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UNESCO HIV and Health Education Clearinghouse

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  1. Defeating AIDS—advancing global health

    After more than a decade of major achievements, the AIDS response is at a crucial juncture, both in terms of its immediate trajectory and its sustainability, as well as its place in the new global health and development agendas. In May, 2013, the UNAIDS–Lancet Commission— a diverse group of experts in HIV, health, and development, young people, people living with HIV and affected communities, activists, and political leaders— was established to investigate how the AIDS response could evolve in a new era of sustainable development. …

  2. Educating about HIV: prevention, impact mitigation and care

    Since very early in the epidemic, education has been identified as central to an effective response. Three different kinds of education can be distinguished: education for HIV prevention, education about treatment, and education to prevent or mitigate the negative effects of the epidemic. This article also considers three different contexts in which education takes place: in schools, at the level of specific groups and across society as a whole. …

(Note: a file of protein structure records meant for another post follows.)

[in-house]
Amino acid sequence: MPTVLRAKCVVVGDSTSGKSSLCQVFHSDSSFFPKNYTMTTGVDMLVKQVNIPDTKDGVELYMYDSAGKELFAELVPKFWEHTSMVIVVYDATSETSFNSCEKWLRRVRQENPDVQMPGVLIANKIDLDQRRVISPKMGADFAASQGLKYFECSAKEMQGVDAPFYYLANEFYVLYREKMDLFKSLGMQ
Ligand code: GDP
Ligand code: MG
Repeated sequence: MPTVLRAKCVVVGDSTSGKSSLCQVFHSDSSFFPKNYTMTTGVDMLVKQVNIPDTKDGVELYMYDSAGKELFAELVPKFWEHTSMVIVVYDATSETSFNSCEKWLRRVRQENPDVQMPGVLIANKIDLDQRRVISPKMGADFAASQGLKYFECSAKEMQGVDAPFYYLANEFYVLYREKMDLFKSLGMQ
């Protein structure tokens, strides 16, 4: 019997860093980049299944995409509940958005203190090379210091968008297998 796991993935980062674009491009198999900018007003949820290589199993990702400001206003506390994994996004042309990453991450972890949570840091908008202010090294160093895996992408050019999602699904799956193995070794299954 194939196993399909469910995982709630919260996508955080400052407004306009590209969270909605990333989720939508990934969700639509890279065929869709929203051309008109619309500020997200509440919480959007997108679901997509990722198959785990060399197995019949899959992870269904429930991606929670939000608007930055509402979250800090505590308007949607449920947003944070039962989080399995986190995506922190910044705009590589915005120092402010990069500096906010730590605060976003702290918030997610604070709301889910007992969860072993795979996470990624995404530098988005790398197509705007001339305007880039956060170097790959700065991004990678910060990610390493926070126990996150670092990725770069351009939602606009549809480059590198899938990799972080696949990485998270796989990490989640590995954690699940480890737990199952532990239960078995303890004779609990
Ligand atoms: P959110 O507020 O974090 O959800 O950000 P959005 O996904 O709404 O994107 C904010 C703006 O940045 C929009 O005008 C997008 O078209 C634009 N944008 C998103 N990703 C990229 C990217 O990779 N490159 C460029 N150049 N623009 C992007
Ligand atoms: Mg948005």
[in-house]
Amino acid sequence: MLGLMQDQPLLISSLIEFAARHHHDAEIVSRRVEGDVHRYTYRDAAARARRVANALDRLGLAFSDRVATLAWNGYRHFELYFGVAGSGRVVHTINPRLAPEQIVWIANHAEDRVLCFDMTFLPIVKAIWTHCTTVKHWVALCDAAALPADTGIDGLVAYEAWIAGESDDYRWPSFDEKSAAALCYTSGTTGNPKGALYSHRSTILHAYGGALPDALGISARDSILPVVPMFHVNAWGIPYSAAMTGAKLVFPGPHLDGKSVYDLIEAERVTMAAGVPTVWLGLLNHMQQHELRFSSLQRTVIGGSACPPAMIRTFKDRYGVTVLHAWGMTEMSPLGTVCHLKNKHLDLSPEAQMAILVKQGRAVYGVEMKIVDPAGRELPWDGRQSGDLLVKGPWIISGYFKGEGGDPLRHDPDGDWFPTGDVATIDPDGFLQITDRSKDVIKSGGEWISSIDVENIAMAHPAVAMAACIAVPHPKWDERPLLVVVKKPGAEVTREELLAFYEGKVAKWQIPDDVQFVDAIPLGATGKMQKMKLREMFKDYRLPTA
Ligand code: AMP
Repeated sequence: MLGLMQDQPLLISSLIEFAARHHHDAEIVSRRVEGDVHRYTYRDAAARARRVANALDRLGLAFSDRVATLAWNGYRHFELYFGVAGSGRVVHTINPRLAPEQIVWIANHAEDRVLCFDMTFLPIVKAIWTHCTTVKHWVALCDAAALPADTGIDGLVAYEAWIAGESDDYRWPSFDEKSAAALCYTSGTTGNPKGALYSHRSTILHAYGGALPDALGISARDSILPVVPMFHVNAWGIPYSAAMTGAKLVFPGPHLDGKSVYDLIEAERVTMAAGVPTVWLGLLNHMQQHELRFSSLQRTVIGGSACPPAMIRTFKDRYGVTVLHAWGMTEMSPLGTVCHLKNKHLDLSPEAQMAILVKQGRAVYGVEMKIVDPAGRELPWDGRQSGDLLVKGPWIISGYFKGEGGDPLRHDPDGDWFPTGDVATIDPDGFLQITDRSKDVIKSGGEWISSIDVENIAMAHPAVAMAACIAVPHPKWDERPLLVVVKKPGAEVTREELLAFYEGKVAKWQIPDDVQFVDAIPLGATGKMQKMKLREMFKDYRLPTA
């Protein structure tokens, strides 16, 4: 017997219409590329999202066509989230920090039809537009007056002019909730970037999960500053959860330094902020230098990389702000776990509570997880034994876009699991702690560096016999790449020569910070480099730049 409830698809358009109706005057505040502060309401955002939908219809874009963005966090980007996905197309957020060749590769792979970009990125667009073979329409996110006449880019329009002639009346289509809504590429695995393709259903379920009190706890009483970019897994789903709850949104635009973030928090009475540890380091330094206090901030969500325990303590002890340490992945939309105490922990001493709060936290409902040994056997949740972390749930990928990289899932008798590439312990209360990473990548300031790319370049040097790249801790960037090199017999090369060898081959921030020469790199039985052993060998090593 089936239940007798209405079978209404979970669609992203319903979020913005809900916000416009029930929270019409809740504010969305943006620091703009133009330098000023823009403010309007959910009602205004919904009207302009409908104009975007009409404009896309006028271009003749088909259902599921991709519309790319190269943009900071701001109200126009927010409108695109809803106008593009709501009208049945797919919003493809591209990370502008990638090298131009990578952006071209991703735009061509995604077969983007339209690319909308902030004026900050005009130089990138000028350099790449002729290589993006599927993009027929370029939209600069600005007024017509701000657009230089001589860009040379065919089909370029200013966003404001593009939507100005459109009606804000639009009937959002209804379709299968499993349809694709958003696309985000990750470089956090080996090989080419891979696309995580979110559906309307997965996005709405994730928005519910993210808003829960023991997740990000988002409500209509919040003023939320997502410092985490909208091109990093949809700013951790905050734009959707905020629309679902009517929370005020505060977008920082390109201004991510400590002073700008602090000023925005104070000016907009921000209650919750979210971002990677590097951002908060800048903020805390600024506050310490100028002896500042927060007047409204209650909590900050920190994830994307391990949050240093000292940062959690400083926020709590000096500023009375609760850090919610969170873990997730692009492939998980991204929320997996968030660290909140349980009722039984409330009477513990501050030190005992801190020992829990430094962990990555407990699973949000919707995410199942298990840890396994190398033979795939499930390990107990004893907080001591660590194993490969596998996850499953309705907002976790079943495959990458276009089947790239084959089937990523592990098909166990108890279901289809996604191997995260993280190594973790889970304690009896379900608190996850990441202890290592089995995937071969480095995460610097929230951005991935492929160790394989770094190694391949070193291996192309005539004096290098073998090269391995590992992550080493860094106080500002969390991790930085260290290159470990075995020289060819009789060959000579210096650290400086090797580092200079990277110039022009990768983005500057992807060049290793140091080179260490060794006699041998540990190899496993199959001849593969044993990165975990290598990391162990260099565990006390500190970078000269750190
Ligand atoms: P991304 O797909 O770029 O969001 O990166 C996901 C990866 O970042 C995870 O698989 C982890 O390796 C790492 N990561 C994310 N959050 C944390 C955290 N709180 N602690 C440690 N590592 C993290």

3. The ABC's of HIV prevention: education in Uganda and Côte d'Ivoire

    Abstince-only education programs in the United States have been controversial since their inception in 1981 because of their lack of efficacy and because of the sexualities and behaviors that they promulgate. Barack Obama's 2010 budget eliminates federal funding for abstinence-only education programs in the US; however, the outline of his five-year strategy for the President's Emergency Plan for AIDS Relief (PEPFAR) does not indicate whether the US government will continue to mandate abstinence-only education in so-called "focus countries", primarily in sub-Saharan Africa. …

  4. Evaluation of an HIV/AIDS peer education programme in a South African workplace

    This paper describes an evaluation of a workplace HIV/AIDS peer-educational program. A cross-sectional study of 900 employees was conducted in 2001 across three areas in South Africa and measured the impact of a peer-education program on knowledge, attitudes towards people living with HIV/AIDS, perceptions of risk and condom use. Peer-education had no impact on any outcome. Some 59% of subjects had good knowledge, 62% positive attitude towards people living with HIV/AIDS, 34% reported frequently using condoms, 73% perceived themselves at low risk for infection. …

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